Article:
In 2012, The Post is featuring an expanded look at horse-race election polls, referencing some newsworthy polls that veer from survey best practices. The new approach allows a fuller look at all the polling, but also provides key guideposts on reading polls. One of these is a new “Post preferred” label that we use to highlight polls that meet a high standard for quality.
The Post thoroughly vets each survey we report (and don’t report) for its methodological rigor before featuring its results. We sweat the small stuff, including sample design, question wording, interviewing techniques, likely voter models and weighting schemes (the statistical adjustments pollsters make to their data). Post preferred polls meet the highest standards for reliable survey quality. Independent sponsorship also matters, as partisan polls have a record of systematic bias. Most Internet polls lack random samples and fall below this threshold. Other telephone polls that may be solid in one aspect may not pass muster on another.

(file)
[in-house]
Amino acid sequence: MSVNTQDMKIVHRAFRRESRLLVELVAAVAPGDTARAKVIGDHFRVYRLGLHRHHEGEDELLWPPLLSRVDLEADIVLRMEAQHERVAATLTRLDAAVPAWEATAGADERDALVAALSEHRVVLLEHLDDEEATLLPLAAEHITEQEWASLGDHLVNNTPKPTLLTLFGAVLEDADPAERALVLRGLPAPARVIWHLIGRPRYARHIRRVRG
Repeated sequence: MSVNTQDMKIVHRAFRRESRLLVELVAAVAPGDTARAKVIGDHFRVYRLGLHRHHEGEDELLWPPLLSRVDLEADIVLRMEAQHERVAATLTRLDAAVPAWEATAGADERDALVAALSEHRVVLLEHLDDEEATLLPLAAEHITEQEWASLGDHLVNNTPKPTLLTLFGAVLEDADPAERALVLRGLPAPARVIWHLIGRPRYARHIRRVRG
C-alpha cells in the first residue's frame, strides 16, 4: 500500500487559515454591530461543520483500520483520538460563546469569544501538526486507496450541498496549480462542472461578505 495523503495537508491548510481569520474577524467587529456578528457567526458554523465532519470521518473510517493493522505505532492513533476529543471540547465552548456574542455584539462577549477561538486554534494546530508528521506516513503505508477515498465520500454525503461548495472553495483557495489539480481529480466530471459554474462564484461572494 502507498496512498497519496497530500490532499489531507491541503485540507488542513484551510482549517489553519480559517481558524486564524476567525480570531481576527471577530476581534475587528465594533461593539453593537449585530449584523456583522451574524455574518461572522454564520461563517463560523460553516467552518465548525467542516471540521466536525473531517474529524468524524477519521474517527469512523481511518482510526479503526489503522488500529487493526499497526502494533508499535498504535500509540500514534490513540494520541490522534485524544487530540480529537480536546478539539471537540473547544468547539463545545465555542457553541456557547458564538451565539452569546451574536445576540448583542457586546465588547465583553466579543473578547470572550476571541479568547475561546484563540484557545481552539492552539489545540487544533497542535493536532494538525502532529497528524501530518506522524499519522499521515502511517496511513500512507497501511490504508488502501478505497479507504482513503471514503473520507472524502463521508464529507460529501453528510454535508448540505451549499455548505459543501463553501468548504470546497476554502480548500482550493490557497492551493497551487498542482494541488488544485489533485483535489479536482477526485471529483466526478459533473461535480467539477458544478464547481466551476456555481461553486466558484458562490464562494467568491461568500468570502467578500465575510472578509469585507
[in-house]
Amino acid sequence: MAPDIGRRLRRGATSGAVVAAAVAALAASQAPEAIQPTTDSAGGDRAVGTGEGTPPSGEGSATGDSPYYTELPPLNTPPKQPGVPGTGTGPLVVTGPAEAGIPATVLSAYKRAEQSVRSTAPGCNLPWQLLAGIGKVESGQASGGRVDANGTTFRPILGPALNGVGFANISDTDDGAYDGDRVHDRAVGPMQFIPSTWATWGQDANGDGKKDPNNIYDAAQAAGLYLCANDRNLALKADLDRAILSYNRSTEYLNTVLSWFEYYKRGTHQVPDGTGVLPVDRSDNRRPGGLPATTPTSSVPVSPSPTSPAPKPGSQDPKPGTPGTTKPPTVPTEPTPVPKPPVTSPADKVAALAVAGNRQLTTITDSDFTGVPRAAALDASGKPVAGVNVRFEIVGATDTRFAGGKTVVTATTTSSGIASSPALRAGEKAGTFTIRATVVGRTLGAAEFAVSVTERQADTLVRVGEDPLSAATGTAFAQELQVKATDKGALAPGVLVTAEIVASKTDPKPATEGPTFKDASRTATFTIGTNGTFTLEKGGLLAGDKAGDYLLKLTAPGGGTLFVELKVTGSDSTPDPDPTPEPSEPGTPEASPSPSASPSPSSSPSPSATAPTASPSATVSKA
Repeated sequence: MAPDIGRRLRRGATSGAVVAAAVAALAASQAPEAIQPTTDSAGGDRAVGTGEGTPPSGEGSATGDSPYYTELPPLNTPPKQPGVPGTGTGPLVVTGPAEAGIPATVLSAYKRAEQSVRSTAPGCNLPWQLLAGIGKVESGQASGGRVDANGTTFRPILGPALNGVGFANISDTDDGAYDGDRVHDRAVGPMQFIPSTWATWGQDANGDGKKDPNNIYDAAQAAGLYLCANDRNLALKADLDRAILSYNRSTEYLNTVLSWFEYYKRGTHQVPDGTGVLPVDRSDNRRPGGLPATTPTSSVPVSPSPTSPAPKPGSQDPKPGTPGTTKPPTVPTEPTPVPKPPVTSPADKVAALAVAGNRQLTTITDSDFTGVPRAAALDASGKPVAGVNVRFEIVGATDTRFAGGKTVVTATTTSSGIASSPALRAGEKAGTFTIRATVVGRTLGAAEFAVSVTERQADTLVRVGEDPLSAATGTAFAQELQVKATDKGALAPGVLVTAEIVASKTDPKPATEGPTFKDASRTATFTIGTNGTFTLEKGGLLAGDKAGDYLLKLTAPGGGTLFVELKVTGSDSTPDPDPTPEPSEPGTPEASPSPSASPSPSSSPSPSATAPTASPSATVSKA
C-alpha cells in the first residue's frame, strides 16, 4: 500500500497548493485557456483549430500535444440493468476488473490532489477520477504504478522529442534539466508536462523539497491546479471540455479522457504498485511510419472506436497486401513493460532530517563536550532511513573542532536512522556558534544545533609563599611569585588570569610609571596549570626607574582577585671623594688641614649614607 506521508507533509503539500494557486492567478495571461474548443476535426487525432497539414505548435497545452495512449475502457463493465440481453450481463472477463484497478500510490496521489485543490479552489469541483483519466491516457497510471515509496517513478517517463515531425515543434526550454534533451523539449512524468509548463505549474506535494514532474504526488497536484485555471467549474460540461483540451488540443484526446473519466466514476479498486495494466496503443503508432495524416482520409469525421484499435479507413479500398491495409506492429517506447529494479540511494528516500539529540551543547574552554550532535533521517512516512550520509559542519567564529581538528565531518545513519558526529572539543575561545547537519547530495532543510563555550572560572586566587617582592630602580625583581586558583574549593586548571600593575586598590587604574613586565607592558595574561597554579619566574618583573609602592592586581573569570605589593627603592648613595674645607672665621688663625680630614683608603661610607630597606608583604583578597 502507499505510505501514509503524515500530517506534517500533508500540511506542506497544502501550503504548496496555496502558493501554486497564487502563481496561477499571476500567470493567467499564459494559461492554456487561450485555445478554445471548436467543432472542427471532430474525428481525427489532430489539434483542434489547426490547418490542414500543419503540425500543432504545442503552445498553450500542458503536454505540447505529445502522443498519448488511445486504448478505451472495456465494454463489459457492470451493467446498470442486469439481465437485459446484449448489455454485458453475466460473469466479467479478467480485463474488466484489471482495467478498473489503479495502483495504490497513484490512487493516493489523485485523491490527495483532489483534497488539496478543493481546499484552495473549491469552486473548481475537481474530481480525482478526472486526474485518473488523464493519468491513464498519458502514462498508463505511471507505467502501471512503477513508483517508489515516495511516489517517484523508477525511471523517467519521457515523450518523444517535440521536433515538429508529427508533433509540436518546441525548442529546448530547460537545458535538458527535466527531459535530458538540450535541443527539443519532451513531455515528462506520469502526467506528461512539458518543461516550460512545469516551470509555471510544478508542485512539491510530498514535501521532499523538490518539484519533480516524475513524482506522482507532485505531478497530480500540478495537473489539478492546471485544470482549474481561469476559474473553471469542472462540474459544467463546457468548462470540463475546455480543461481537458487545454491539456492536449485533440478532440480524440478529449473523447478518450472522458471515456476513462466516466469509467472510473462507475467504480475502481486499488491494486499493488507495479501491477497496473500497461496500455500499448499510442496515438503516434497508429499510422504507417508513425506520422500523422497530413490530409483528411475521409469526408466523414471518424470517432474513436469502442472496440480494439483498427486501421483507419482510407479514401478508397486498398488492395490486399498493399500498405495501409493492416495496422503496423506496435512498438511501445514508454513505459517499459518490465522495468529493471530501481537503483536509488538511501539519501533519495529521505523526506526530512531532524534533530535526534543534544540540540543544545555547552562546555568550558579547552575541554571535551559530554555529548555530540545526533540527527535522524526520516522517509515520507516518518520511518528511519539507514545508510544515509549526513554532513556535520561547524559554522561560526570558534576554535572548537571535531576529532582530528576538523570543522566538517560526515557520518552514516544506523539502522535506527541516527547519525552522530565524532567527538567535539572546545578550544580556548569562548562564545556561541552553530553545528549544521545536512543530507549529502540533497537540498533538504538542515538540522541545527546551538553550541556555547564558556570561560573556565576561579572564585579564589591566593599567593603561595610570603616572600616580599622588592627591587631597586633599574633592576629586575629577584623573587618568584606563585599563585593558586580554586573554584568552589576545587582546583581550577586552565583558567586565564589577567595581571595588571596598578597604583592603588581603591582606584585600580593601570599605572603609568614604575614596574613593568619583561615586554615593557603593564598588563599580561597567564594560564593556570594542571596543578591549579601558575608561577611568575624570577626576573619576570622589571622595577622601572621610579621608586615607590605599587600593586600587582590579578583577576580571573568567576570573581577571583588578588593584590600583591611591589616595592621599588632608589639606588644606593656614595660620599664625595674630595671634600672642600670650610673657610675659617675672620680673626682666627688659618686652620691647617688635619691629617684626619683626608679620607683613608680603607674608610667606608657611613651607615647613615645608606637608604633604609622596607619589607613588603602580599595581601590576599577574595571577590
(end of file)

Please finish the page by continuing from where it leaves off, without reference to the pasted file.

Now, when you use The Post’s Politics App for iPad to see the latest state polling, you’ll see a label next to each poll we’ve designated as Post preferred. We’ll also reference the highest-quality polls when they are available, as always letting you know when a poll has an important weakness.
Why differentiate between poll quality? You should have access to the best possible information on who’s up and who’s down, but you should also have information on when to be cautious. Polls that meet The Post preferred standard employ more reliable methodologies.